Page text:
This page used to be part of the to-do list in our source distribution, until we realized it would be useful for the rest of the Web to see these bug reports. Where we can identify a responsible maintainer, we've tried to kick these upstream.
The osx-pl2303 driver appears not to work, at least under 10.9. Specifically, the combination of gpsd, OS X, osx-pl2303, and a GR601-W usually fails. With the official Prolific drivers, this receiver works reliably. The source code of this driver no longer appears to be available. While the facts so far do not prove that the bug is in the osx-pl2303 driver, the evidence points that way, and no one has dug in enough to figure out what's wrong. Therefore we recommend against using the osx-pl2303 driver and consider it unsupported
Previously, there were problems with the osx-pl2303 driver that caused select not to return even when input was available. It is not clear if the above issue is the same or not.
Due to a kernel bug in some versions of Linux 2.6 (recent as of 2011 - the bug was referenced in 2010) the tcsetattr() used in our autobauding hunt loop prevents any thread(s) currently suspended in ioctl(TIOCMIWAIT) for the same device from ever resuming. This interferes with PPS support
This bug has apparently persisted in some 3.x kernels.
The workaround is to use stty to pre-set the serial port to the right baud rate so tcsetattr is never called.
The pps-gpio driver only looks at the clear edge to determine the time of the PPS pulse. Many GPS use the other edge, so the reported time may be offset by the PPS pulse width.
Problem is present in Linux 3.19 and earlier. The module authors have been notified
The baudrate-hunting code in
gpsd tickles a serious
firmware bug on some some Bluetooth devices; these are flagged on our
Hardware page. This bug may render these
GPSes catatonic. The problem seems to be that buggy firmware inside
these receivers doesn't necessarily keep the Bluetooth serial-port
emulation and the GPS chip talking at the same baud rate. This problem
is not unique to
gpsd — Windows users are warned
against using SiRFdemo's "Synchronize Protocol/Baud Rate" option on
If this happens, you can sometimes recover by repeatedly sending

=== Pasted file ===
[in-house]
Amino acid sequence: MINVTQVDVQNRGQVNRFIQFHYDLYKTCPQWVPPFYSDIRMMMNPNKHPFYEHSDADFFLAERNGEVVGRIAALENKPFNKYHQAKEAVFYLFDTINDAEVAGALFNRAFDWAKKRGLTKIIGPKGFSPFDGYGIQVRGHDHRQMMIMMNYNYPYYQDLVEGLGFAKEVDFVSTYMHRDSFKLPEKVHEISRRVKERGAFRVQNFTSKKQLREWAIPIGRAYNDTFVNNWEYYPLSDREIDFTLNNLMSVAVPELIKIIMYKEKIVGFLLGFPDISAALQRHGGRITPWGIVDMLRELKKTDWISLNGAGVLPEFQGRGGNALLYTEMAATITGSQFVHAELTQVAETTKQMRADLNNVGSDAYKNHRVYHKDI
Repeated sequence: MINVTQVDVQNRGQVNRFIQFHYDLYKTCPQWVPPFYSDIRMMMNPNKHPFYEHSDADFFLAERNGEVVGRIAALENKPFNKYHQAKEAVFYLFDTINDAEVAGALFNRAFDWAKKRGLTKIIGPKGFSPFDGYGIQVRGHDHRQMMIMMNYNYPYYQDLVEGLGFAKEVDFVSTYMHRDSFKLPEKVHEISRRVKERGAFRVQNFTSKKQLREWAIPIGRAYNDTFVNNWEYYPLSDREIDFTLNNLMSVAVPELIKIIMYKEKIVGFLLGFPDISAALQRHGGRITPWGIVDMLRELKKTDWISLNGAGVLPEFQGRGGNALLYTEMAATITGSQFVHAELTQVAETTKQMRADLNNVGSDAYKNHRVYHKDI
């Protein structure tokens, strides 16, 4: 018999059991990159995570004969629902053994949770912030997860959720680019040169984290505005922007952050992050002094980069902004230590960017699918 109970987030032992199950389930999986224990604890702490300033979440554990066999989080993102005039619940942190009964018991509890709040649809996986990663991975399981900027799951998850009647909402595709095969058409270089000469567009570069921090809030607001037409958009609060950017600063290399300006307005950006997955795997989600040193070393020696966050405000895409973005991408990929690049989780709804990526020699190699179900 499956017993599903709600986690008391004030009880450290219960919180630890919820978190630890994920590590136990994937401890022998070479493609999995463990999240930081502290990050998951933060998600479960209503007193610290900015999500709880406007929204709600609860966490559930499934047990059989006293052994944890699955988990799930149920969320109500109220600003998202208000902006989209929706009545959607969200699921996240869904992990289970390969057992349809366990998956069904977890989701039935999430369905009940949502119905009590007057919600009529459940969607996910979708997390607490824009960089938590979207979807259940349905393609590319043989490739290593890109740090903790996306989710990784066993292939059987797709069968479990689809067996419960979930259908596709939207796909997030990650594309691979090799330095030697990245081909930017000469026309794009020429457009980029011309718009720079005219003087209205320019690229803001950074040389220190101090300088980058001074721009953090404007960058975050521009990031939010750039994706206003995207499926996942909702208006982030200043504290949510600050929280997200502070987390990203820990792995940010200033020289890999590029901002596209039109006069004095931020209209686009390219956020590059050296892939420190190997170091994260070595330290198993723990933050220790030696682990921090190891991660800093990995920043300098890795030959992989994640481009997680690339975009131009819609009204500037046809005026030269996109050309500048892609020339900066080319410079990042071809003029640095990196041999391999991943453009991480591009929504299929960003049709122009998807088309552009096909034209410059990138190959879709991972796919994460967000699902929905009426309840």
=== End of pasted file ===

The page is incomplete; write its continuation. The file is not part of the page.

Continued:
reset messages using
gpsctl. Otherwise, power-cycling the
GPS The only guaranteed fix is to drain the battery backing up the
GPS's settings; in extreme cases, you may have to open the case and
unsolder the backup battery so the chip forgets its configuration
To check whether you have this bug:
Reset your GPS to a usable state.
Launch gpsd with the Bluetooth device on the command line and the -b option to prevent autobauding.
Observe it operating.
Power down the device and terminate gpsd.
Launch with -b again and see if it still works.
If you find the device comes up on the last step, then you know that -b is an effective workaround and can finger bad Bluetooth firmware as the cause of the problem.
A separate bug with less severe symptoms afflicts some USB devices.
The probe strings
gpsd sends in order to determine device
type and subtype may be more than a device can handle, causing it to
hang; power-cycling should fix this. Newer versions of
break up the probe writes into smaller pieces, interleaving them with
the first few packet reads, so they are far less likely to trigger
You can use the -b option of gpsd to prevent it from trying to reconfigure your GPS; this will avoid both problems.
Michael R. Davis reports "If you read from the device at the wrong rate (e.g. cat /dev/xxx) it will lock up. On openwrt it required a hard reboot." Details here. This bug was reported in 2006 with an old kernel version and may since have been fixed.
If this is called when gpsd is in the foreground then the thread is created fine and pthread_create() returns right away. If this is called when gpsd is in the background then the thread is created fine, but it may return! That freezes the main loop of gpsd. There is a workaround, but the nature of the workaround only makes their bug more mysterious.
We've had one report (in march 2009) of the NTPSHM feature
clobbering altitude reports, on a Technologic TS-5500 board running a
customized 2.4.34 kernel using a
gpsd built with GCC 2.95.3.
When NTPSHM was disabled, altitude was reported correctly.
Shared memory was bug-plagued on older Linux kernels; one notorious symptom of this was that the emulation of System V IPC worked poorly, and we suspect our corruption bug is another symptom. No such misbehavior has been reported from our NTPSHM-using developers under 2.6. It is also possible that this is due to some obscure bug in GCC or elsewhere in Technologic's cross-development toolchain.
One user has reported that the GPSD hotplug wrapper is not being invoked on unplug of a USB receiver, because the kernel never actually generates a remove event when closing an open serial device. Apparently this is a well-known bug that will not be easily fixed.